More Notes From An Olympic Observer

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With the Olympics over, there is now a huge gap in my life that only watching 18 hours of daily television sports can fill.

During the games, I was occasionally able to wrench my bloodshot eyes from the television screen long enough to jot down some observations. Here they are:

Race Walking
I’m not a race walking fan. It’s a contrived form of locomotion, in which highly trained athletes are confined by unnatural rules that they all break. For example, “lifting” is illegal – it’s when both feet are off the ground at the same time. Yet, most race walkers do it at some point in the race. Slow motion video of the competitors leaving the Olympic stadium showed a number of them cheating in this manner.

Michael Phelps in School
Michael Phelps, because of his ADHD in school, was once told by a teacher that he’d never be able to focus on anything. Apparently, with Phelps winning eight gold medals in swimming, that teacher was wrong.

Synchronized Swimming
I realize synchronized swimming athletes are highly trained and the sport is difficult, but, it reminds me of cheerleading…in the water…with nothing but upside down legs showing…and with the cheerleaders wearing weird makeup, cheezy smiles and nose clips. I’m afraid I can’t get myself to like it.

The Most Cruel Event
The hurdles must be the most cruel of events. You are never more than 10m from disaster, as Lolo Jones, who had been decisively leading the 100m hurdle final, found out when she clipped the ninth hurdle and dropped from first to seventh in the blink of an eye. Ironically, she probably hit that hurdle because she was running too fast – which is the point in sprint events. That extra speed can change your stride pattern, taking you too close to the upcoming hurdles.

Volleyball Artillery
The Brazilians were serving the volleyball at 118 km/hour. Not spiking, serving! Their serves looked like cannonballs coming across the net.

BMX Biking
BMX biking. Quite a spectacle and very exciting, with lots of crashes and spectacular jumps. But those BMX bikes remind me of the tiny bikes the clowns ride in the circus.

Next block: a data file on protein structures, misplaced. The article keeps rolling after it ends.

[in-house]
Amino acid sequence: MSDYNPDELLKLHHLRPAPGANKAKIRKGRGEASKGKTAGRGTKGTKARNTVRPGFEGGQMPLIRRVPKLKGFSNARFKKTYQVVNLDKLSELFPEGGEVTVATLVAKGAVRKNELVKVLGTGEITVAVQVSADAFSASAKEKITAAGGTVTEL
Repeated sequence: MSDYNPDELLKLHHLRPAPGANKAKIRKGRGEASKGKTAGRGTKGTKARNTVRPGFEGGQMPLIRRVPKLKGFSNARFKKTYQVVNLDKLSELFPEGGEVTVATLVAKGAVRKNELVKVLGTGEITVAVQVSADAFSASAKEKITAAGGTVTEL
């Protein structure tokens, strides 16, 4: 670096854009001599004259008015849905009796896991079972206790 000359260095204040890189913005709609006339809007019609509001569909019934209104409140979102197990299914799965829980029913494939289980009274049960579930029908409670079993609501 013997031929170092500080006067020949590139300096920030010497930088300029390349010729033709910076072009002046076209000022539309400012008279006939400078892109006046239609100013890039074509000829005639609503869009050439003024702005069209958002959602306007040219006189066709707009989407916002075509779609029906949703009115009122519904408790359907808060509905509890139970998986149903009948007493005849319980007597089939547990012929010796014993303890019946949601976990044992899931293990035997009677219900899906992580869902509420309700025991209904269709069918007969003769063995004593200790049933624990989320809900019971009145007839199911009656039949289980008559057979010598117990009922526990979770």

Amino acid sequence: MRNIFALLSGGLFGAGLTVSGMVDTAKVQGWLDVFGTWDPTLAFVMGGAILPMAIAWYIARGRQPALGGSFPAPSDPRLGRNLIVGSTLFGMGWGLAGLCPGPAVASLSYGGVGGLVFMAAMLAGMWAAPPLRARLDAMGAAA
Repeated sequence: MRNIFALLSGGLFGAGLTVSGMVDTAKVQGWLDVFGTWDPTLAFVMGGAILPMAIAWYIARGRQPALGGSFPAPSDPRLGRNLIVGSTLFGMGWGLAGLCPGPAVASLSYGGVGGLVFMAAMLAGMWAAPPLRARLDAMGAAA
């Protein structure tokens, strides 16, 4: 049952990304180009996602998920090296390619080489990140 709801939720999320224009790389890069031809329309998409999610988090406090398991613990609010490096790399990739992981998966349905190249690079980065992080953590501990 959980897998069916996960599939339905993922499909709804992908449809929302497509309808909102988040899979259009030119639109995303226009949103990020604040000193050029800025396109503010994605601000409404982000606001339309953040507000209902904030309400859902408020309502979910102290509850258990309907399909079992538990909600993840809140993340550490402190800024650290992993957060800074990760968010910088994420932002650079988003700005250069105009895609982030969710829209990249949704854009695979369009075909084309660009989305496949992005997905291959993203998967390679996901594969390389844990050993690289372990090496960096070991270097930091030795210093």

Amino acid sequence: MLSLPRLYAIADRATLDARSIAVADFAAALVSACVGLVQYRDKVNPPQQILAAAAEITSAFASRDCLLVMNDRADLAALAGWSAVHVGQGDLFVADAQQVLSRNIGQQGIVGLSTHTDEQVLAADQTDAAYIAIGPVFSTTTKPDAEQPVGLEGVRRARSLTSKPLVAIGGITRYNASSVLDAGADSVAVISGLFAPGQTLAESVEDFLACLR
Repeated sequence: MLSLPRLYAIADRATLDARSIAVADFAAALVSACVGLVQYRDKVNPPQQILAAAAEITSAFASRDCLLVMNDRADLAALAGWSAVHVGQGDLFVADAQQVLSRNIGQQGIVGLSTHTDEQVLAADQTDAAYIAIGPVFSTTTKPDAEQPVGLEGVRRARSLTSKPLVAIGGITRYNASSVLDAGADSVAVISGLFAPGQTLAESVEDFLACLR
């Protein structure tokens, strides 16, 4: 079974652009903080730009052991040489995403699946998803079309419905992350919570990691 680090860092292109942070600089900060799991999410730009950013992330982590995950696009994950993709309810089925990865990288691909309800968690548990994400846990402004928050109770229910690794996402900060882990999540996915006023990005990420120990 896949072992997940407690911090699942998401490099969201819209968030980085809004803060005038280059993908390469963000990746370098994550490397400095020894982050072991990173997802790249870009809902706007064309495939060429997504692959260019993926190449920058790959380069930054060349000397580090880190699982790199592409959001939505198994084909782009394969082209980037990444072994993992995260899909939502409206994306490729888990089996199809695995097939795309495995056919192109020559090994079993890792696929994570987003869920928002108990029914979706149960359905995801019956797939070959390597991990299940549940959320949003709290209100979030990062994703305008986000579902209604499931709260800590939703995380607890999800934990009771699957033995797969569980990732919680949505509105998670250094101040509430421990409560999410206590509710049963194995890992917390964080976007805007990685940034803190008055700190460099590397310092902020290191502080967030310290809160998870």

Medal Incentives
One thing I didn’t realize was that the American Olympic medalists receive a financial bonus for winning medals: $25,000 for gold, $15,000 for silver and $10,000 for bronze. Canadians receive $20,000 for gold, $15,000 for silver and $10,000 for bronze. The money is a nice incentive, but it’s tough to live on that for four years.

Grace in Defeat
You can tell more about an athlete’s true character after a crushing defeat than after a win. I was impressed with sprinter Tyson Gay – America’s top hope in the sprints. Gay failed to qualify for the 100m finals, then was involved in the botched exchange of the 4 x 100m relay. Although he had pulled a hamstring in the U.S. Olympic trials, he refused to use it as an excuse (although it WAS a factor), and took full responsibility for the botched exchange, although it wasn’t all his fault. Tyson Gay has a new fan and it’s me. I’m also a new fan of U.S. hurdler Lolo Jones, whose following post race interview was an inspiration:
Lolo Jones Interview

I realize it was a controversial decision, but kudos to the International Olympic Committee for awarding the Olympics to China. Yes, China is still a repressive state, and yes they should leave Tibet alone. But China possesses an ancient culture, expanding economy and form of government that are gradually opening themselves to the world. And these Olympics were a wonderful, if small, step in that direction. Getting to know athletes from other cultures on a personal level is one of the true benefits of the Olympics and it’s why boycotts are a bad idea. Don’t YOU feel like you know China a little better after the Games?

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Dick Moss, Editor,
PE Update.com

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[tags]Olympics,Michael Phelps,Lolo Jones,hurdles[/tags]

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